"Bio-inspired Optics and Its Applications"

Guo-Dung John Su, Associate Professor, Department of Electrical Engineering, National Taiwan University, Taipei, Taiwan

August 29th (Monday), 3:00pm
Materials Research Lab (MRL), Rm 2053

The natural world exhibits many examples of efficient design and specialized functionality. Scientists have long sought inspiration from the natural world; biomimetic design is responsible for many everyday products, for example Velcro. Inspired by the minute hooks on the seeds of the burdock plant, a synthetic mimic was made and has since found a multitude of applications. Optical biomimetics is a research discipline inspired by optical systems found in nature and by the bright appearances that often result from such systems.

In our lab, we have worked two optical components that were inspired by optical biomimetics: polymer deformable mirrors and microlens arrays. Unlike traditional auto-focus and zoom image systems that were made by a set of motor-moved lenses, we propose a thin autofocus system using a large stroke MEMS deformable mirror which has the potential to downscale the size and to minimize chromatic aberration. The module size is 5.4 mm thick in optical design layout and achieve MTF = 0.28 at spatial frequency of 230 cycles/mm. The position of clear image can vary from 4 cm to 50 cm achieved by controlling the surface curvature of the MEMS deformable mirror. We also developed a new roll-to-roll method to fabricate visible light transparent microlens arrays on a glass substrate by using soft and cost-effective polydimethylsiloxane (PDMS) molds. The PDMS molds can be made easily at a low cost compared with traditional electroplating metal molds. The results showed that the best yield rate and replication performance were achieved with a pressure of approximately 200 Newton/cm2, and four minutes of ultraviolet light exposure. The microlenses have been applied to solid state lighting and solar energy harvesting.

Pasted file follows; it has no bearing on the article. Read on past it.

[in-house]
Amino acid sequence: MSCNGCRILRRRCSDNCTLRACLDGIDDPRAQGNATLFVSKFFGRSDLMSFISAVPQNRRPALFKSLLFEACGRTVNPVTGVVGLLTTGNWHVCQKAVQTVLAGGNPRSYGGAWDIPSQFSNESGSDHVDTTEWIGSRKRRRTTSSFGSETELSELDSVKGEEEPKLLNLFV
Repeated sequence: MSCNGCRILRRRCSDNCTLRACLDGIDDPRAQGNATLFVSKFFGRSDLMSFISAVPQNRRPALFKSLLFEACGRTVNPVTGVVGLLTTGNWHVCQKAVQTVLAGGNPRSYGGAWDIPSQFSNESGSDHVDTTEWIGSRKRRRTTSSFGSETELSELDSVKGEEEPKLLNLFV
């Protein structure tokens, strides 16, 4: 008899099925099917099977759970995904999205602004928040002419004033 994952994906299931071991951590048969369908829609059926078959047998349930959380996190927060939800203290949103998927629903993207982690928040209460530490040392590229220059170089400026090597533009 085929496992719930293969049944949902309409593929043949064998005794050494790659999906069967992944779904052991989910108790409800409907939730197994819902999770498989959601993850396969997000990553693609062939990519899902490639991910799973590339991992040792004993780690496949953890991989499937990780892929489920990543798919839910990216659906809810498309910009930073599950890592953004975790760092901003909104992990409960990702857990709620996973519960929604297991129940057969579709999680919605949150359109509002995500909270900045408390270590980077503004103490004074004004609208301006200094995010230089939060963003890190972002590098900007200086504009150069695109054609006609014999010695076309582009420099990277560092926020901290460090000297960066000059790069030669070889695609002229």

About Guo-Dung John Su:

Dr. Guo-Dung J. Su received a BS degree from National Taiwan University in 1992 and his MS and PhD in electrical engineering from University of California, Los Angeles in 1998 and 2001, respectively. His doctoral research interest was related to MEMS scanners with flat mirror surfaces for active optical alignment and micromirror arrays for adaptive optics. His outstanding work has been reported by the magazine “WDM solutions” in the August 2001.

In 2001, he joined Umachines, Inc. as a staff researcher responsible for the development of MEMS optical cross-connect switches. The developed product has passed the rigorous Telcordia GR-1221 tests, which only three companies in the world by the time (the other two are JDSU and DiCon) can provide such high reliability product. In 2003, his research works receive the funding awards from U.S. Air Force and NASA for continuing advanced research works in the optical MEMS fields. Dr. Guo-Dung J. Su is now an associate professor at Graduate Institute of Photonics and Optoelectronics of National Taiwan University. His current research interests include micro-optics devices, optical system design, gas sensors and surface plasmon effects in organic photovoltaic.

Hosted by: Professor Larry Coldren